Thursday, 17 June 2010

Psychological Flexibility and The Miracle of Istanbul

This is a story about what Liverpool Football Club taught me about happiness, pain and love.

I love Liverpool FC, but I am also what's known as an 'armchair' fan. That is, I support Liverpool but don't go to the match very often.

In 2005, Liverpool staged the most astonishing run to the final of the European Cup that has ever been seen. With a truly average team, and defying huge odds, they beating many superior teams along the way. It was incredible, and now they would play the mighty AC Milan in Istanbul. In nearly every position AC Milan outclassed Liverpool - but the miracle was they were there at all.

At the time, I remember that I really wanted to go to the final. I thought about it very hard but worried about the huge cost. I even found a ticket and a convoluted journey would have got me to Istanbul. I was desperate to go, but in the end I decided against it.


Because deep down, I thought Liverpool would lose. I wanted to spare myself the pain of being there.

And as it turned out, I was right. Because at half time Liverpool were 3-0 down. They were outclassed as predicted and I was gutted, watching on TV. But I was also a bit relieved that I hadn't gone, because I couldn't have handled the pain of watching my beloved team humiliated.

Beloved.... For some people, their love of Liverpool is so great that they go to every single match. Irrespective of where it is, how they're feeling, who it's against, whether Liverpool are likely to win, they will be there. They love Liverpool, and they live that love. They feel the pain when the Reds lose, but they keep turning up, through the wind and rain. At halftime in Istanbul, these people sang You'll Never Walk Alone.

Just after half time Liverpool scored a consolation goal. Relief! They had avoided humiliation. But then, they scored again....and again. What followed is easily the most astonishing match in any sport I have ever witnessed. Liverpool eventually triumphed amid scenes of utter joy, elation and incredulity - I had witnessed the impossible from a bar in Farringdon.

Just imagine what it would have been like to be there.

And there we are. Happiness and sadness are twins. They either grow big and strong together, or they stay small and weak together. By being willing to be sad, I grow my capacity for happiness. By accepting pain, I open my life to joy.

For the real fans in Istanbul they will always be able to say; I was there.

For me, I have the satisfaction of having played it safe, lessening my pain.

Not got quite the same ring has it?

Friday, 11 June 2010

I'm going to the World ACT Conference in Reno

Next week I'm going to the world Acceptance and Commitment Therapy Conference, in Reno, Nevada. How exciting is that?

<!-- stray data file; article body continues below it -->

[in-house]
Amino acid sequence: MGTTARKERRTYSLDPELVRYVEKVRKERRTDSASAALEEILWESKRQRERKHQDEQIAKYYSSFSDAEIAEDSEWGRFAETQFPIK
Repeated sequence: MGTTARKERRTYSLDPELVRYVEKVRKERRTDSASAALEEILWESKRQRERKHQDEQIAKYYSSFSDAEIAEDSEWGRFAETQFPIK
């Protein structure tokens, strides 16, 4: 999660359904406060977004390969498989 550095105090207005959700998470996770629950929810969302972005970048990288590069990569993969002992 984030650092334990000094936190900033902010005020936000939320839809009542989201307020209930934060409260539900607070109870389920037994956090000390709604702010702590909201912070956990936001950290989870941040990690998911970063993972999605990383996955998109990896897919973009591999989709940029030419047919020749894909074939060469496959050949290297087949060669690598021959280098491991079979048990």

Very! That's how. And before that I'm attending a mindfulness retreat IN LAKE TAHOE.

Lake Tahoe is apparently breathtaking. In contrast, Reno is apparently like a sort of tacky, low-brow Las Vegas.

I loved Las Vegas, and consider myself both tacky and low-brow, so this looks a perfect fit.

It might seem strange for a psychologist specialising in career decisions to be attending a conference for therapists, but career indecision is very rarely what it seems. People usually feel so chained to the present that it's no suprise they can't find an answer simply with a few questions about their interests and a nice psychometric test 'matching' them to their ideal career.

(Regular readers may remember my ideal career is, in fact, dental hygienist).

Career indecision is almost always linked to deeper problems and a kind of existential paralysis which is very difficult to budge. After all, we've learned to think a certain way - how do we unchain ourselves using that same brain?

ACT is a type of therapy with two insights of inestimable value. Firstly, mindfulness allows us to pay attention to the world (and ourselves) as it is, not as our minds say it is. By accepting our dilemmas, history, difficult thoughts and emotions we can listen more carefully to our pain. For in the pain is a message, but it's usually one we're trying to ignore or avoid.

Secondly, by emphasising values as a choice, not as a kind of innate strength, clients can learn the most empowering message of all. Namely, if I am willing to accept myself as I am, to hold all of my difficult history and baggage, then I can freely choose my direction in life.

I believe ACT - when combined with sensible decision making advice and research - can improve the quality of career decisions and help us escape the chains that hold us back.

Oh and did I mention Lake Tahoe?

Monday, 7 June 2010


This is a great new animation by Dan Pink on the surprising science of motivation.

Rather like my own presentation, The Motivation Myth available on Scribd and Slideshare.